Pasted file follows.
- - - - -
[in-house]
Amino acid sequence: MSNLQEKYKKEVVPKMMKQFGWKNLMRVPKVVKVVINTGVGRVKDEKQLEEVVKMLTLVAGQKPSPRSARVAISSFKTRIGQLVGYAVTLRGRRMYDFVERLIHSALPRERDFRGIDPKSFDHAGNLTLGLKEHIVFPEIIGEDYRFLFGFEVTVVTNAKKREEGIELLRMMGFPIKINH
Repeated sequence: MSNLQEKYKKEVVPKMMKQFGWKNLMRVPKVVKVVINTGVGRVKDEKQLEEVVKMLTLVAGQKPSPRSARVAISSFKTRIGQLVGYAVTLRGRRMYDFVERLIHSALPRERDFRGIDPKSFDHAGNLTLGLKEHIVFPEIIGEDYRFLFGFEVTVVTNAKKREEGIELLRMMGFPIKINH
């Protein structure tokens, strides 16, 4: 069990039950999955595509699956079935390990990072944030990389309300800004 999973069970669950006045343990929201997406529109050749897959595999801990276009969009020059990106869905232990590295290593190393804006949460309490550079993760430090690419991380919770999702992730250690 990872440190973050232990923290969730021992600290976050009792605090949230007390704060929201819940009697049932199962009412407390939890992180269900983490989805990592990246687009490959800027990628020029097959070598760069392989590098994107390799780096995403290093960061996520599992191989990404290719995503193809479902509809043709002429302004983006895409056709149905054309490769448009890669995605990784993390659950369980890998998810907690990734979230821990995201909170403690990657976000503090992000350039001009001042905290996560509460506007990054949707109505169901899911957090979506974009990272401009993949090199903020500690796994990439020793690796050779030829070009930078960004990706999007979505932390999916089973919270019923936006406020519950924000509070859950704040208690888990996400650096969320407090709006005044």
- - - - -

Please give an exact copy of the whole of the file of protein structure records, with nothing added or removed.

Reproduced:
[in-house]
Amino acid sequence: MSNLQEKYKKEVVPKMMKQFGWKNLMRVPKVVKVVINTGVGRVKDEKQLEEVVKMLTLVAGQKPSPRSARVAISSFKTRIGQLVGYAVTLRGRRMYDFVERLIHSALPRERDFRGIDPKSFDHAGNLTLGLKEHIVFPEIIGEDYRFLFGFEVTVVTNAKKREEGIELLRMMGFPIKINH
Repeated sequence: MSNLQEKYKKEVVPKMMKQFGWKNLMRVPKVVKVVINTGVGRVKDEKQLEEVVKMLTLVAGQKPSPRSARVAISSFKTRIGQLVGYAVTLRGRRMYDFVERLIHSALPRERDFRGIDPKSFDHAGNLTLGLKEHIVFPEIIGEDYRFLFGFEVTVVTNAKKREEGIELLRMMGFPIKINH
């Protein structure tokens, strides 16, 4: 069990039950999955595509699956079935390990990072944030990389309300800004 999973069970669950006045343990929201997406529109050749897959595999801990276009969009020059990106869905232990590295290593190393804006949460309490550079993760430090690419991380919770999702992730250690 990872440190973050232990923290969730021992600290976050009792605090949230007390704060929201819940009697049932199962009412407390939890992180269900983490989805990592990246687009490959800027990628020029097959070598760069392989590098994107390799780096995403290093960061996520599992191989990404290719995503193809479902509809043709002429302004983006895409056709149905054309490769448009890669995605990784993390659950369980890998998810907690990734979230821990995201909170403690990657976000503090992000350039001009001042905290996560509460506007990054949707109505169901899911957090979506974009990272401009993949090199903020500690796994990439020793690796050779030829070009930078960004990706999007979505932390999916089973919270019923936006406020519950924000509070859950704040208690888990996400650096969320407090709006005044």